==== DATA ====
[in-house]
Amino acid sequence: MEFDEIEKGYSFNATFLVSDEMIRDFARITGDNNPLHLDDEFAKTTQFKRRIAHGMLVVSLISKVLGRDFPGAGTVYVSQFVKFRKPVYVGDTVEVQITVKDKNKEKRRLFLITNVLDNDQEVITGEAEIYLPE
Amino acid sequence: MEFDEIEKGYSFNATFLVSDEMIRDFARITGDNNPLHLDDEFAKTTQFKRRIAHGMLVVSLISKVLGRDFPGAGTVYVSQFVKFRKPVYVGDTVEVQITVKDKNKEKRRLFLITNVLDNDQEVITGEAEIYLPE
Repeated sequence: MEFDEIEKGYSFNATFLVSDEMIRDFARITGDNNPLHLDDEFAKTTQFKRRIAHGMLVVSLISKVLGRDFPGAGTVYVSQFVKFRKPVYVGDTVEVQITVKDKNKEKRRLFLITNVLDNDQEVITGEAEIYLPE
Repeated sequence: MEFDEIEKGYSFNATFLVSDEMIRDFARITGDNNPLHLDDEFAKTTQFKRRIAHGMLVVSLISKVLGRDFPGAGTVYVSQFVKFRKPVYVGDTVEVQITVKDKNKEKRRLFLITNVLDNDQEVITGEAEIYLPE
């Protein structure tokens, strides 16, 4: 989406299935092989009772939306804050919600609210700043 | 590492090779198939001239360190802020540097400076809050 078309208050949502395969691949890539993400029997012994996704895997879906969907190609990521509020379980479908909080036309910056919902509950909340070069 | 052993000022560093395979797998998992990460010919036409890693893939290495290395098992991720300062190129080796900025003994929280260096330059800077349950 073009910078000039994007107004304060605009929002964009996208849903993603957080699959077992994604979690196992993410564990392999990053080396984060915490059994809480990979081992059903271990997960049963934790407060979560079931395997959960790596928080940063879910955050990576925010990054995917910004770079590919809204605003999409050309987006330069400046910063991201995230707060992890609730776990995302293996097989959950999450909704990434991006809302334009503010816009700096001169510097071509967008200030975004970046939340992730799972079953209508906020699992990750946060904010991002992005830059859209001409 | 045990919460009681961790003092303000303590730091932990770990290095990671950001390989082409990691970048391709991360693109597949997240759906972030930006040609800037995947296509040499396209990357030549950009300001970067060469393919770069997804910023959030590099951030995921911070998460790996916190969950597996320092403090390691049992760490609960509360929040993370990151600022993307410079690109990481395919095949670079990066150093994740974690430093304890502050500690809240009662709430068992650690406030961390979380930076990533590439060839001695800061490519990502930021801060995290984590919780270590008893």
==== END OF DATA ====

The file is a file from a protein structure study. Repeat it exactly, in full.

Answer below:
[in-house]
Amino acid sequence: MEFDEIEKGYSFNATFLVSDEMIRDFARITGDNNPLHLDDEFAKTTQFKRRIAHGMLVVSLISKVLGRDFPGAGTVYVSQFVKFRKPVYVGDTVEVQITVKDKNKEKRRLFLITNVLDNDQEVITGEAEIYLPE
Amino acid sequence: MEFDEIEKGYSFNATFLVSDEMIRDFARITGDNNPLHLDDEFAKTTQFKRRIAHGMLVVSLISKVLGRDFPGAGTVYVSQFVKFRKPVYVGDTVEVQITVKDKNKEKRRLFLITNVLDNDQEVITGEAEIYLPE
Repeated sequence: MEFDEIEKGYSFNATFLVSDEMIRDFARITGDNNPLHLDDEFAKTTQFKRRIAHGMLVVSLISKVLGRDFPGAGTVYVSQFVKFRKPVYVGDTVEVQITVKDKNKEKRRLFLITNVLDNDQEVITGEAEIYLPE
Repeated sequence: MEFDEIEKGYSFNATFLVSDEMIRDFARITGDNNPLHLDDEFAKTTQFKRRIAHGMLVVSLISKVLGRDFPGAGTVYVSQFVKFRKPVYVGDTVEVQITVKDKNKEKRRLFLITNVLDNDQEVITGEAEIYLPE
């Protein structure tokens, strides 16, 4: 989406299935092989009772939306804050919600609210700043 | 590492090779198939001239360190802020540097400076809050 078309208050949502395969691949890539993400029997012994996704895997879906969907190609990521509020379980479908909080036309910056919902509950909340070069 | 052993000022560093395979797998998992990460010919036409890693893939290495290395098992991720300062190129080796900025003994929280260096330059800077349950 073009910078000039994007107004304060605009929002964009996208849903993603957080699959077992994604979690196992993410564990392999990053080396984060915490059994809480990979081992059903271990997960049963934790407060979560079931395997959960790596928080940063879910955050990576925010990054995917910004770079590919809204605003999409050309987006330069400046910063991201995230707060992890609730776990995302293996097989959950999450909704990434991006809302334009503010816009700096001169510097071509967008200030975004970046939340992730799972079953209508906020699992990750946060904010991002992005830059859209001409 | 045990919460009681961790003092303000303590730091932990770990290095990671950001390989082409990691970048391709991360693109597949997240759906972030930006040609800037995947296509040499396209990357030549950009300001970067060469393919770069997804910023959030590099951030995921911070998460790996916190969950597996320092403090390691049992760490609960509360929040993370990151600022993307410079690109990481395919095949670079990066150093994740974690430093304890502050500690809240009662709430068992650690406030961390979380930076990533590439060839001695800061490519990502930021801060995290984590919780270590008893």